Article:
From the silver screens of Hollywood to real-life mechanical prowess, the thrilling scenes from the sci-fi blockbuster Real Steel have come alive. The Chinese engineering team from the Qibo Robot Company in Shandong province has created a spectacular piece of technology — the Qibbot, a teleoperated robot that mimics the agile movements of a human fighter.
In the 2011 hit movie Real Steel, viewers witnessed the exhilarating boxing matches between colossal robots, commanded by their human handlers. This awe-inspiring spectacle, once a product of cinematic fiction, has been ingeniously transformed into reality by the Chinese engineers.
Echoing the story of the underdog protagonist Charlie, portrayed by Hugh Jackman in the film, Qibbot’s operators control it from the sidelines, guiding its every action just as a ringside coach would. This one-armed robot, designed to replicate the swift movements of a human fighter, has already gained considerable attention online, racking up thousands of views on its demonstration video.
What sets Qibbot apart in the world of teleoperated robots is its astonishingly low latency or response delay time. Its creators claim it to be the world’s fastest telerobot with an extraordinary response time of only 12 milliseconds — a benchmark in teleoperated robot systems.
Responsiveness to operator’s actions, not speed itself, poses the primary technical challenge for rapid teleoperated robots. In high-stakes applications like sports competitions, crime-fighting, or military operations, even a minimal delay in the robot’s response time can yield disastrous consequences.
Qibo Robot Company’s founder, Geng Tao, shared that most teleoperated robots worldwide are designed for medium to low-speed tasks, with response delays typically exceeding 100 milliseconds. However, Qibbot breaks the mold with its impressive latency of just 12 milliseconds during high-speed operations, a delay so minute that operators can barely perceive it.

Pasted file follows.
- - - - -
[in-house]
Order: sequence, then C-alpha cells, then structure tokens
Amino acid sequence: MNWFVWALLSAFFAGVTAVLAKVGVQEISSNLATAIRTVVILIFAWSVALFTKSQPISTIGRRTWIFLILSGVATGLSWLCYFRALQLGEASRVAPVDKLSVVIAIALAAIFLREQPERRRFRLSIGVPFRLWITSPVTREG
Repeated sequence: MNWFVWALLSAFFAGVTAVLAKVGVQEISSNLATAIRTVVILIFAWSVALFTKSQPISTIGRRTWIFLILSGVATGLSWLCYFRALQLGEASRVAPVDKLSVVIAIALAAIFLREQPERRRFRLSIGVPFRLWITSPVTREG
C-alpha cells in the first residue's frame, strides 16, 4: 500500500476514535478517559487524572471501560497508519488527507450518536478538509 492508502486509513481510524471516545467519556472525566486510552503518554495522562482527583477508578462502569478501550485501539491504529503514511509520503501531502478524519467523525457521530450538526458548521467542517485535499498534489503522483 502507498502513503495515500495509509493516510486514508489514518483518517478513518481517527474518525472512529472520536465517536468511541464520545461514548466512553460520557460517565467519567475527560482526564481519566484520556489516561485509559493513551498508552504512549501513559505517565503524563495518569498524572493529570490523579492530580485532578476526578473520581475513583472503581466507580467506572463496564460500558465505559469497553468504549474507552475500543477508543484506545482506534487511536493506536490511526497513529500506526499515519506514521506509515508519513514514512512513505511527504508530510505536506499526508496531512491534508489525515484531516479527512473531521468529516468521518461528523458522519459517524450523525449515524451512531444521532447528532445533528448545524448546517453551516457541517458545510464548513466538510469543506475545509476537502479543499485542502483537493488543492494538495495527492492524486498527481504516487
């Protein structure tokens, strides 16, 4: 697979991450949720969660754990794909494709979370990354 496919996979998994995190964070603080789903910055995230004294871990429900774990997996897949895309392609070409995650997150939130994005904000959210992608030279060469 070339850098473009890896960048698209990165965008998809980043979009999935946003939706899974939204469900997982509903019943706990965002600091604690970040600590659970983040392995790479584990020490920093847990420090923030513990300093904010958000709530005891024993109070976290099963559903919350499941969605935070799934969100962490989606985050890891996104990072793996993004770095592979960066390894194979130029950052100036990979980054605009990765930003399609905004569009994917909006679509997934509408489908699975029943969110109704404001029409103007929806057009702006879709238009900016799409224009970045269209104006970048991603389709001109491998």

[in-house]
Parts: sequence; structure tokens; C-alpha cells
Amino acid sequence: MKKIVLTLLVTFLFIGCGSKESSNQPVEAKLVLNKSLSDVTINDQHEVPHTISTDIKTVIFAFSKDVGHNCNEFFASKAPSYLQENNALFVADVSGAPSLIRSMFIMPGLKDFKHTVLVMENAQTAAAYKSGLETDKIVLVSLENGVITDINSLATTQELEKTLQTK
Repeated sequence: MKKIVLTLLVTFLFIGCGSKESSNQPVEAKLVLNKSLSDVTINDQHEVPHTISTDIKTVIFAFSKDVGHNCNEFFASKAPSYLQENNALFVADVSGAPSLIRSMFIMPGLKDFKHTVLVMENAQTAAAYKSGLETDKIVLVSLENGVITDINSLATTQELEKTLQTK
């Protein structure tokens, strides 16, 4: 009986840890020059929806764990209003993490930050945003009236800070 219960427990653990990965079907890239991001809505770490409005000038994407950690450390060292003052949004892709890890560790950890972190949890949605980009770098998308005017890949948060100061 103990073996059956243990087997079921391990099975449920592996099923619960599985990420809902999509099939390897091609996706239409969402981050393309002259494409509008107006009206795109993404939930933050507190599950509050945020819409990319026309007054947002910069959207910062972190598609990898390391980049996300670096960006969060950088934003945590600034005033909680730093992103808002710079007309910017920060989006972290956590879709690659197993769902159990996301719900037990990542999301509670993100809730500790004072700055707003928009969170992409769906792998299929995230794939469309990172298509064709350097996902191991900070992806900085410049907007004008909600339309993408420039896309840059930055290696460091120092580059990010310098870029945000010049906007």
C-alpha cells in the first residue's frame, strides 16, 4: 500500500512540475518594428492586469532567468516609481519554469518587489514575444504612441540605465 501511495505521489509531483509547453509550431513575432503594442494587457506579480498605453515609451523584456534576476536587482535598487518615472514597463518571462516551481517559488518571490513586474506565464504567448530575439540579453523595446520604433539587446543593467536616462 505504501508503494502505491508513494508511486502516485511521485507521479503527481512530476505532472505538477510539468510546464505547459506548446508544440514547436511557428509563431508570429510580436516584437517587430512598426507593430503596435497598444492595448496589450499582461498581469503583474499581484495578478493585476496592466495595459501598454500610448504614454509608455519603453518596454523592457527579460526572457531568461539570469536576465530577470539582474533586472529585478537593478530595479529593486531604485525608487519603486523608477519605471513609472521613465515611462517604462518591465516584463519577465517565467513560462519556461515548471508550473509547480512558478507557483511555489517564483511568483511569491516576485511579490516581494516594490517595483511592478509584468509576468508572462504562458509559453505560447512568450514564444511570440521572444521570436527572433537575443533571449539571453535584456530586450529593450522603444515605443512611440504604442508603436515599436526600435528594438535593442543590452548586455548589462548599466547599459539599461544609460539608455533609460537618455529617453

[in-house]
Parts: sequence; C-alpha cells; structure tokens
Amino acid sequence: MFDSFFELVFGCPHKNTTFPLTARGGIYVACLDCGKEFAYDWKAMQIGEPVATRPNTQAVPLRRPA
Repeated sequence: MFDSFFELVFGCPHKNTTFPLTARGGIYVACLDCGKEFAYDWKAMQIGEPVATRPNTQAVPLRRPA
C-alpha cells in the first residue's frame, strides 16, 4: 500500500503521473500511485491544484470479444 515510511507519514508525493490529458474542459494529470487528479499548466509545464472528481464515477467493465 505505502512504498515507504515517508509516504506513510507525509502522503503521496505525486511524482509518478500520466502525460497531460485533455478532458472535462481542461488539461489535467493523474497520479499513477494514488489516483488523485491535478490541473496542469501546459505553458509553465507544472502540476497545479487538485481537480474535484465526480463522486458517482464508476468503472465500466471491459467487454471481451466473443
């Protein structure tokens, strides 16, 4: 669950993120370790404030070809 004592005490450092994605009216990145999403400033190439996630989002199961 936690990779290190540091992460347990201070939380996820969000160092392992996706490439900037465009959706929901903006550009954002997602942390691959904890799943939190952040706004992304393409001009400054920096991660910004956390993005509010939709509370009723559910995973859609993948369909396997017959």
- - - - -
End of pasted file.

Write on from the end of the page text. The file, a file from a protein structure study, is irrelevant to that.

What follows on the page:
Addressing mechanical and controller challenges were the primary focuses of the Qibbot team to achieve such speed and performance. To combat system delays, Geng and his team implemented a “feed-forward” controller in addition to the traditional feedback controller, which predicts and preemptively responds to potential delays.
Standing 1.9 meters tall and weighing 140kg, Qibbot is not your conventional industrial robot. It’s a futuristic mechanical marvel with agility akin to Boston Dynamics’ humanoid robot Atlas. Geng and his team aim to continually innovate and further enhance Qibbot with two arms, additional joints, and smoother movements by the end of the year.
The makers of Qibbot envision a future where such swift teleoperated robots will not only enhance production efficiency but also play significant roles in emergency and hazardous situations like crime-fighting and military operations. This news is based on an article published on thestar.com.my.